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Home > Issues > 2008 > Fall > Defining Missional

It has become increasingly difficult to open a ministry book or attend a church conference and not be accosted by the word missional. A quick search on Google uncovers the presence of "missional communities," "missional leaders," "missional worship," even "missional seating," and "missional coffee." Today, everyone wants to be missional. Can you think of a single pastor who is proudly anti-missional?

But as church leaders continue to pile onto the missional bandwagon, the true meaning of the word may be getting buried under a pile of assumptions. Is it simply updated nomenclature for being purpose-driven or seeker-sensitive? Is missional a new, more mature strain of the emerging church movement?

It's time to pause and consider the origin and meaning of the word that is reframing our understanding of ministry and the church. This tree diagrams the roots of the word missional and how its reach has expanded into different areas of ministry. Alan Hirsch, a self-described "missional activist," also provides a concise definition of the ubiquitous term.

There are consequences when the meanings of words become confused. This is particularly true within a biblical worldview. The Hebrews were suspicious of images as conveyors of truth, so they guarded words and their meanings carefully. Part of theology, therefore, includes guarding the meaning of words to maintain truth within the community of faith.

This is why I am concerned about the confusion surrounding the meaning of the word missional. Maintaining the integrity of this word is critical, because recovering a missional understanding of God and the Church is essential not only for the advancement of our mission but, I believe, also for the survival of Christianity in the West.

First, let me say what missional does not mean. Missional is not synonymous with emerging. The emerging church is primarily a renewal movement attempting to contextualize Christianity for a postmodern generation. Missional is also not the same as evangelistic or seeker-sensitive. These terms generally apply to the attractional model of church that has dominated our understanding for many years. Missional is not a new way to talk about church growth. Although God clearly desires the church to grow numerically, it is only one part of the larger missional agenda. Finally, missional is more than social justice. Engaging the poor and correcting inequalities is part of being God's agent in the world, but we should not confuse this with the whole.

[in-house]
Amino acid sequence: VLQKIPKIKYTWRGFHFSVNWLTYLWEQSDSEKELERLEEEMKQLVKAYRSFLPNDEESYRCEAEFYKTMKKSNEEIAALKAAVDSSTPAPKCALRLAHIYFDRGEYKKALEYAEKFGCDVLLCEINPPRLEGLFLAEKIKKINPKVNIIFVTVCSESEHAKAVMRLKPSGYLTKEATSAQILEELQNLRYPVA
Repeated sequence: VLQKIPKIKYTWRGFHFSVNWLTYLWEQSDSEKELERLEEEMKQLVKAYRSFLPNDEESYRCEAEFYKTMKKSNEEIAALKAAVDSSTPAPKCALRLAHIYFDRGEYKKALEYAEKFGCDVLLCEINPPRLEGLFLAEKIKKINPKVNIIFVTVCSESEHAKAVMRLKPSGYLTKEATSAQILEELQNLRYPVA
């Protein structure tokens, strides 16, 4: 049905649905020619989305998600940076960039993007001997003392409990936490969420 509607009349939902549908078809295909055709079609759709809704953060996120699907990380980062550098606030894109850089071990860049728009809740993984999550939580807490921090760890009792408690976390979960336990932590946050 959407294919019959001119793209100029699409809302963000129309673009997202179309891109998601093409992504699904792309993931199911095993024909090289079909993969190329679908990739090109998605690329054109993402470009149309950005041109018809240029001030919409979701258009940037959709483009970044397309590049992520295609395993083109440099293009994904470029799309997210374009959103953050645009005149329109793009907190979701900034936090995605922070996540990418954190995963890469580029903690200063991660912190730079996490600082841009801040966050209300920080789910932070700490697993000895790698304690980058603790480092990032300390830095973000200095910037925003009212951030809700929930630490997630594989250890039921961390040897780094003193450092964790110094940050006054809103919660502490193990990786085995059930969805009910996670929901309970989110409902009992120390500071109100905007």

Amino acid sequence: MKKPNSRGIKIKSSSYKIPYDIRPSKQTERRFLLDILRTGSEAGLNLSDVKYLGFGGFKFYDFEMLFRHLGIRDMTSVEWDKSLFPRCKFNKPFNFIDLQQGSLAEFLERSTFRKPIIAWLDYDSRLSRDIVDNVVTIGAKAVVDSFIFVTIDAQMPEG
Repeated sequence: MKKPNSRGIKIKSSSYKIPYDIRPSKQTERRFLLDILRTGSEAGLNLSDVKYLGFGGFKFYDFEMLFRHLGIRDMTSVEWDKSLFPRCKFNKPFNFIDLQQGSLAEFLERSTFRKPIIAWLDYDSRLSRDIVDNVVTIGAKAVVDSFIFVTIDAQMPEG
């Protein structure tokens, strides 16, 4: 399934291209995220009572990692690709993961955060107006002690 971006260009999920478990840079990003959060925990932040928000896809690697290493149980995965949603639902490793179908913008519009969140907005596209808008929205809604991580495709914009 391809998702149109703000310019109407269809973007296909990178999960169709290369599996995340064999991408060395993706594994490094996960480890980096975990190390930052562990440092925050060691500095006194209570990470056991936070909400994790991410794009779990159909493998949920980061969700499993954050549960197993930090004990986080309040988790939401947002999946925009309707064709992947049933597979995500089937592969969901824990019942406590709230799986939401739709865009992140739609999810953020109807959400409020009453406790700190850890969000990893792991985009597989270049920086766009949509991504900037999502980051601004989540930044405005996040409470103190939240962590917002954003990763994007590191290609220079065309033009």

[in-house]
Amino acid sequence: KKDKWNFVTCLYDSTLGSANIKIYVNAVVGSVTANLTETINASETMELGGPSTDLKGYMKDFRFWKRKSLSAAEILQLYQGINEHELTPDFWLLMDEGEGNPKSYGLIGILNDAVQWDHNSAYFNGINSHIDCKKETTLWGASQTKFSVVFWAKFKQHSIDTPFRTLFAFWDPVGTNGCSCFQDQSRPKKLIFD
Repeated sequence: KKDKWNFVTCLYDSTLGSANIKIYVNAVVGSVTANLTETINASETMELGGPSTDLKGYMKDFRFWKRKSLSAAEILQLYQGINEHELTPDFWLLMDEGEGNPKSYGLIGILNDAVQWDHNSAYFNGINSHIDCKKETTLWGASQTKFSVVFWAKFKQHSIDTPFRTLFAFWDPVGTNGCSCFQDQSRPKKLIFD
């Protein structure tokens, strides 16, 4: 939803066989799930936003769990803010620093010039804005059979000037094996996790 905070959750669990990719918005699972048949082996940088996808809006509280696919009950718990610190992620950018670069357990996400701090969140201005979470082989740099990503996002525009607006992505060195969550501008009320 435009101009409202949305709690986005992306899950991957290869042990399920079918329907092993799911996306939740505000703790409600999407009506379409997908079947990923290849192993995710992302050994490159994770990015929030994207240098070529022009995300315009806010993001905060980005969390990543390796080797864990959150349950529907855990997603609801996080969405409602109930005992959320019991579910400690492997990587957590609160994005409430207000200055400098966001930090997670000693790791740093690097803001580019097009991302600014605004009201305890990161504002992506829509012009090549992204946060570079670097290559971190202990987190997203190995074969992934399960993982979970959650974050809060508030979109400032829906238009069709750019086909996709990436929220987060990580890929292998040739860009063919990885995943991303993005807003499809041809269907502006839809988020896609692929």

A proper understanding of missional begins with recovering a missionary understanding of God. By his very nature God is a "sent one" who takes the initiative to redeem his creation. This doctrine, known as missio Dei—the sending of God—is causing many to redefine their understanding of the church. Because we are the "sent" people of God, the church is the instrument of God's mission in the world. As things stand, many people see it the other way around. They believe mission is an instrument of the church; a means by which the church is grown. Although we frequently say "the church has a mission," according to missional theology a more correct statement would be "the mission has a church."

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Related Topics:BooksCultureMissionMissionsTrends
From Issue:Missions Baggage Check, Fall 2008 | Posted: December 12, 2008

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Displaying 1–5 of 16 comments

howard mai

April 07, 2014  11:35pm

Missional Church interest is just now being highlighted at our congregation. Having read the article above, should a great deal of time and energy be devoted to what might just be a recasting/updating of church hype?

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April 01, 2013  2:33pm

How could "missional" be a negative term. We were told to be on mission by Jesus. Go make disciples, teaching them to obey. Churches are so caught up in fighting over peripheral doctrines, and cultural preferences that they lose sight of the community around them going to hell. To me it sounds just like the American Church to act like something that spurs people on to ministry and evangelism is a trend, and should be avoided. We've become lazy, and apathetic. Me included. Christians who obey the great commission and win souls and disciple radically are superior in effectiveness and motivation to do what were called to do. They do stand apart from the rest of the church. That shouldn't create an elitism, but its hard to say they are not being more, doing better. We may not need another movement, but we need some MOVEMENT!

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March 01, 2013  6:54am

Read Vertical Church by James McDonald...........

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February 28, 2013  2:28pm

In the Bible more creating Dicipleship will direct us to be more like Jesus, and pave the path to a Missional journey. We are chilren of God given a very big blessing to share Jesus Christ with others.

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February 05, 2013  8:54pm

Once again another gathering of people around a word that makes them appear, or think they appear, superior to the rest of Gods church. There are many ways to reach people with the gospel, we don't need another "movement".

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